The Moral Alignment of Beauty Trends, From Needles to YouTube Feuds

Moral Alignment of Beauty Graphic Chart

There is no one true beauty pope anymore. That authority formerly held by renaissance idols, supermodels, and magazines has long since diluted and democratized as digital media has taken over, offering visibility to individuals with unique and interesting aesthetics, spawning self-informing beauty trends and cultures therein. Beauty is increasingly in the eye of the beholder, the today, the eye has way more ground to cover. With so much more to see and so many complex interpretations of what beauty and vanity can be, I’m loathe to judge beauty by any moral standard. But considering its rapid industrial-age levels of expansion in the past five or six years, the proliferating beauty trends can most definitely be aligned, if not realigned.

Beauty chart

Lawful Good: 40 Shades of Foundation

Wild how all it takes is the right person to release a makeup line with 40 shades of foundation to upend the entire industry’s approach to complexion makeup. It took Rihanna to shed light on the fact that people of color darker than “mocha” have cash to splash on makeup and gladly will once the shades are available to them. Of course, studio brands like Make Up For Ever and M.A.C. have had a similar range of shades for ages, but for all their serviceable selection, neither of those brands caused the Rih-pple effect (heh) that set the industry bar for inclusive shade ranges. Anything less is simply unacceptable now, especially by well-established brands—who are now happy to boast their 40+ shade ranges, some going to far as to launch with 100 shades. We may be spoiled for choice now, but at least we’re all covered.

Neutral Good: Bespoke Beauty Products

You’ve probably been introduced to most of these via targeted ads or Instagram spon-con. It’s not necessarily a new idea, but the branding has greatly improved, I think, and overall it seems to be a natural response to fast beauty’s quickly flooding market, offering sustainable options for you to feel good about consuming. Most of them require taking a cute little online quiz, which, as anyone who came of age in the early 2000s can attest, we love. I very much enjoy my Native custom deodorant (it has my name on it! I love when my name is on my things!) and my custom-blended Skin Inc serum. I smugly finished my entire Saltine cracker-looking ream of Care/Of supplements (six pills a day is a lot). And I cherish my custom-blended Ex Nihilo fragrance. These self-indulging purchasing experiences aren’t exactly inexpensive…but you do get to take a quiz.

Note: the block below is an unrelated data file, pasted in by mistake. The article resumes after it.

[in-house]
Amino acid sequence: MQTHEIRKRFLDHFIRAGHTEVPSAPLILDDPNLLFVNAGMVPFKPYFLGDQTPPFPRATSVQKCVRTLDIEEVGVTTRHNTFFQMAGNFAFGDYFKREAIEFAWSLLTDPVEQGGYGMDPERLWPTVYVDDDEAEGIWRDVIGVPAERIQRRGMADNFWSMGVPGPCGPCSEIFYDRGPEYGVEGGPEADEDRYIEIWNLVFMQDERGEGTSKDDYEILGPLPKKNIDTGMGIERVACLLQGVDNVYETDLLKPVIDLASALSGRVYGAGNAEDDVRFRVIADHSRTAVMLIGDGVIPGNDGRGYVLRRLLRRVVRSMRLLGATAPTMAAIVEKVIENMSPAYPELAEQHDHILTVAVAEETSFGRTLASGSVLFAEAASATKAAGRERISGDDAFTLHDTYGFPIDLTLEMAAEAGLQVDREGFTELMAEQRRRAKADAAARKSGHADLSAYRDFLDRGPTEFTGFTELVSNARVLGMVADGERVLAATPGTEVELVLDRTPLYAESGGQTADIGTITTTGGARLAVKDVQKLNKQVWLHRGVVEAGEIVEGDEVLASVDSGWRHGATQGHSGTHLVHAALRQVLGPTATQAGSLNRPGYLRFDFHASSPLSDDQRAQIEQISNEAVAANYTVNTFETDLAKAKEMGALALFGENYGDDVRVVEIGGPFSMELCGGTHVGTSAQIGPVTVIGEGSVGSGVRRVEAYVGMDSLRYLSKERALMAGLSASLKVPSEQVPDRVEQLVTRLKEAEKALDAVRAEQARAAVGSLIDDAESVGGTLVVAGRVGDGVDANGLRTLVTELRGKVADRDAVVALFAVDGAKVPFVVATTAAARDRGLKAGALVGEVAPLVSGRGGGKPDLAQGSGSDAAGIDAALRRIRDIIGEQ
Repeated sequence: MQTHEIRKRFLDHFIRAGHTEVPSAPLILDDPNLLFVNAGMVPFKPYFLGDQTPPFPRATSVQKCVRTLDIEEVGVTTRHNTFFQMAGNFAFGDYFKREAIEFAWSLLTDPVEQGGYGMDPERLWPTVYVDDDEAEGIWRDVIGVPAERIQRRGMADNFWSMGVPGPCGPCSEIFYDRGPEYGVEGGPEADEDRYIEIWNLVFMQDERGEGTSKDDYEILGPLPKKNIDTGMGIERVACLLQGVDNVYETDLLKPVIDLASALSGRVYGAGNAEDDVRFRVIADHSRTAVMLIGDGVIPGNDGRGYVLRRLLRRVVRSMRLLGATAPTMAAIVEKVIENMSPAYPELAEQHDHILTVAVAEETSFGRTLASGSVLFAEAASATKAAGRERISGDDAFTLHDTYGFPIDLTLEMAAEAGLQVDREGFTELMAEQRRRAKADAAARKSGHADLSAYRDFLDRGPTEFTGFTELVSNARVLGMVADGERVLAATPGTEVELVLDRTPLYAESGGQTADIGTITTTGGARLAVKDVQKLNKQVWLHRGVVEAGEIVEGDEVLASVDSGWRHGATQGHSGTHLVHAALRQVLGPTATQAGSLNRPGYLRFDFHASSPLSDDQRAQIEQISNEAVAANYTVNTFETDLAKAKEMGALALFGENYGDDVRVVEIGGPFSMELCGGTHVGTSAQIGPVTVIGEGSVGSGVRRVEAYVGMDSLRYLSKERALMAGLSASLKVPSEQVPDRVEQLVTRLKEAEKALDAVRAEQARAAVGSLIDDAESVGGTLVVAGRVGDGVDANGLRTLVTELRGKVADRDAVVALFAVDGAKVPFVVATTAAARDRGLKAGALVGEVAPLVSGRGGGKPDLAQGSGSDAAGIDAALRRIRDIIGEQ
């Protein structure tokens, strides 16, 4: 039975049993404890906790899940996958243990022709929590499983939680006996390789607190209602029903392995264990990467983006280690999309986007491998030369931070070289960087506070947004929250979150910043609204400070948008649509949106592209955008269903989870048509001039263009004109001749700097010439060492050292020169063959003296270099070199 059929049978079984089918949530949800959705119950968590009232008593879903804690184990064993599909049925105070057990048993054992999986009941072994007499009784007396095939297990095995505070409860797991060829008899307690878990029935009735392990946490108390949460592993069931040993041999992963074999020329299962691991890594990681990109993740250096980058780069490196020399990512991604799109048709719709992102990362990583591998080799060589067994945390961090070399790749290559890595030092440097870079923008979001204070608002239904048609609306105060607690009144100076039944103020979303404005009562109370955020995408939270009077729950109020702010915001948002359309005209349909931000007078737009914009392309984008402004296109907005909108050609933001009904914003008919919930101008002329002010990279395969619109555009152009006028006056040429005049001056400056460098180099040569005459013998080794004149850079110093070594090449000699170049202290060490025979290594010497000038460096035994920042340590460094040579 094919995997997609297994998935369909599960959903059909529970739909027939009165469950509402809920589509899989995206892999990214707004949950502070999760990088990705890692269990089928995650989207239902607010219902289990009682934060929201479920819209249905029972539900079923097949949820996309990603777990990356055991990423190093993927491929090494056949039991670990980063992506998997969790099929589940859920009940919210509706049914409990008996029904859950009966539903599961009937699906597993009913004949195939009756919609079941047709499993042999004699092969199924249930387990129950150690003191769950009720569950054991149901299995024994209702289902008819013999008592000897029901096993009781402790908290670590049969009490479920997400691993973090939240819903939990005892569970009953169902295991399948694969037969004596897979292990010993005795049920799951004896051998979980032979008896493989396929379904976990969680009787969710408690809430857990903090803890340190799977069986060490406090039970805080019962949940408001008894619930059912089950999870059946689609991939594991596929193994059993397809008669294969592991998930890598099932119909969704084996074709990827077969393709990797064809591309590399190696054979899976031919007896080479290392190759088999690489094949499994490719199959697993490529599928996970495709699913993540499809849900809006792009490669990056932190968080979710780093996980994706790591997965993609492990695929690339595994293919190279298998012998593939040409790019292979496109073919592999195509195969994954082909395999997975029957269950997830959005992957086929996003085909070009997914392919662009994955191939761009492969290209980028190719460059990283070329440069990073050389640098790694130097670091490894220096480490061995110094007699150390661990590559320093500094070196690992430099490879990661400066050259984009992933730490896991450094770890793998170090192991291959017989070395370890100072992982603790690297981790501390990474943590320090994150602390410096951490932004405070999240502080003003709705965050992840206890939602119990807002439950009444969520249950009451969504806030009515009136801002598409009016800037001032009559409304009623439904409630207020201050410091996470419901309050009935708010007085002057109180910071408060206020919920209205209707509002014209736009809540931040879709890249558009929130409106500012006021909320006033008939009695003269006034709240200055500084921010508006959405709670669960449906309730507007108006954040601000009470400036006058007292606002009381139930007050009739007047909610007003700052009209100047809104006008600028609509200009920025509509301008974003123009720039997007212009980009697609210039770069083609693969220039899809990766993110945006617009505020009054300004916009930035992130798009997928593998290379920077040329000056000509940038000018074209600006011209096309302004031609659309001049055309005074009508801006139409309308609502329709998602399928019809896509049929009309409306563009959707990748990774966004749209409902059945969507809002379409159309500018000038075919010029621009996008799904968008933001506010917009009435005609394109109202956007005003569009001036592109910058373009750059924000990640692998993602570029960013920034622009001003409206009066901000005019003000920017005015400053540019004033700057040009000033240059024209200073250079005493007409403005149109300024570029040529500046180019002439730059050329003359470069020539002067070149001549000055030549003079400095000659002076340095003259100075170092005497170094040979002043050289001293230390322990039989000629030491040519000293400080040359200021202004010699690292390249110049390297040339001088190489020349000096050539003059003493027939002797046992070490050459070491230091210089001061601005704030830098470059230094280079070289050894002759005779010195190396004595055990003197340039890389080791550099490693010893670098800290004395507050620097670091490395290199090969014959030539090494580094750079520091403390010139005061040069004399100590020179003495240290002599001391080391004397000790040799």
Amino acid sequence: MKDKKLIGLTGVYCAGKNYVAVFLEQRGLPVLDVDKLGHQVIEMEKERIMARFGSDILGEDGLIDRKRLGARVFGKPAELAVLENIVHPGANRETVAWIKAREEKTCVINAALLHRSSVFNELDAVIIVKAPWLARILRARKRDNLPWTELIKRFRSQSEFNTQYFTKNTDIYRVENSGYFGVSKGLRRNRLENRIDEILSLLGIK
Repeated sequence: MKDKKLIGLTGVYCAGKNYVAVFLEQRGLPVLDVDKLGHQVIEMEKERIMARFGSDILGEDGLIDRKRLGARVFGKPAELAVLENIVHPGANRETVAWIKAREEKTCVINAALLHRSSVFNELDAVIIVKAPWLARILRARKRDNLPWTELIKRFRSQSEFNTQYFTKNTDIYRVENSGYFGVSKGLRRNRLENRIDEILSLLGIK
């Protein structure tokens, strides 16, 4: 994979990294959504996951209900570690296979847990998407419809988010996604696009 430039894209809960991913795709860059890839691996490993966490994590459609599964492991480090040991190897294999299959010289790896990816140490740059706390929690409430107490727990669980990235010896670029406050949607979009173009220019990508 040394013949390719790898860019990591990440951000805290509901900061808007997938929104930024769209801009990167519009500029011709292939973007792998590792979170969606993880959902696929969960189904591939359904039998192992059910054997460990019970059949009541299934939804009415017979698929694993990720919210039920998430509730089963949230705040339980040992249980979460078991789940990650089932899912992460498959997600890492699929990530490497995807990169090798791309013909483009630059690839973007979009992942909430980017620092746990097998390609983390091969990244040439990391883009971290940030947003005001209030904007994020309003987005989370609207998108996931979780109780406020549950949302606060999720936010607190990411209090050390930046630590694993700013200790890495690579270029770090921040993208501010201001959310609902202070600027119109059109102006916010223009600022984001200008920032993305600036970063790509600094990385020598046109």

Chaotic Good: Anything with needles

As someone who has microbladed brows, a few brushes with lip filler and Botox in her past, and more than a couple tools to puncture and slice my way to glowing skin, I am no stranger to sharp implements in the name of beauty. I would, however, advise against microneedling, because esteemed esthetician Renee Rouleau once told me there’s basically no suitable research ensuring its long-term effects, but there is a fair amount of research on physical trauma to the skin causing latent hyperpigmentation years down the line. And what is physical trauma to the skin if not rolling hundreds of tiny needles over your face like some sort of sadistic garden aerator?

Lawful Neutral: Double-Cleansing

Yeah, I know—washing your face is not a beauty trend. Nor is double-cleansing a new concept; it’s been a k-beauty staple for years. But so many people are still not aware of it and insist on removing their makeup with rough cotton rounds (that tug on your delicate eye area, yanking out eyelashes in the process) and micellar water or those bi-phase salad dressing-like eye makeup removers. Maybe that was fine 20 years ago, but we have longwear foundation now. We have primer now. We have three layers of contour now. Double-cleansing is, in my humble and professional opinion, the easiest and gentlest way to remove all your makeup and grime—which also makes your whole skincare routine more effective, by providing you with a totally clean canvas.

True Neutral: Water